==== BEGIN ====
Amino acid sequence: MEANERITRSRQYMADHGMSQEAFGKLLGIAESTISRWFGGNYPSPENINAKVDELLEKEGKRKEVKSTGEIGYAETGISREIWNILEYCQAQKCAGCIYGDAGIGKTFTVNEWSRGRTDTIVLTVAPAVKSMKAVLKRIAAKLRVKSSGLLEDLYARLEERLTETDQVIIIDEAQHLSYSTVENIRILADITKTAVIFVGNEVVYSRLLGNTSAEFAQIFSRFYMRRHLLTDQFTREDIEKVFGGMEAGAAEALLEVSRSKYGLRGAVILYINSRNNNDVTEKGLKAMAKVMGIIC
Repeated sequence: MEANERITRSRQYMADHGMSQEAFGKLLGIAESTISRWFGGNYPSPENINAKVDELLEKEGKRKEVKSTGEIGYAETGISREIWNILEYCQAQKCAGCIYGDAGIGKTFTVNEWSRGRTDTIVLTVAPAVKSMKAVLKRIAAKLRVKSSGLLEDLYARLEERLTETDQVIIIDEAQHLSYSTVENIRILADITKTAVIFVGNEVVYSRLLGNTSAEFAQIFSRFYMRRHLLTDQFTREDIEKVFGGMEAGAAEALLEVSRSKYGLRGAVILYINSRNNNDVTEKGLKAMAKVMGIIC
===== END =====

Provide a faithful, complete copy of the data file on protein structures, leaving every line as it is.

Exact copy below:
Amino acid sequence: MEANERITRSRQYMADHGMSQEAFGKLLGIAESTISRWFGGNYPSPENINAKVDELLEKEGKRKEVKSTGEIGYAETGISREIWNILEYCQAQKCAGCIYGDAGIGKTFTVNEWSRGRTDTIVLTVAPAVKSMKAVLKRIAAKLRVKSSGLLEDLYARLEERLTETDQVIIIDEAQHLSYSTVENIRILADITKTAVIFVGNEVVYSRLLGNTSAEFAQIFSRFYMRRHLLTDQFTREDIEKVFGGMEAGAAEALLEVSRSKYGLRGAVILYINSRNNNDVTEKGLKAMAKVMGIIC
Repeated sequence: MEANERITRSRQYMADHGMSQEAFGKLLGIAESTISRWFGGNYPSPENINAKVDELLEKEGKRKEVKSTGEIGYAETGISREIWNILEYCQAQKCAGCIYGDAGIGKTFTVNEWSRGRTDTIVLTVAPAVKSMKAVLKRIAAKLRVKSSGLLEDLYARLEERLTETDQVIIIDEAQHLSYSTVENIRILADITKTAVIFVGNEVVYSRLLGNTSAEFAQIFSRFYMRRHLLTDQFTREDIEKVFGGMEAGAAEALLEVSRSKYGLRGAVILYINSRNNNDVTEKGLKAMAKVMGIIC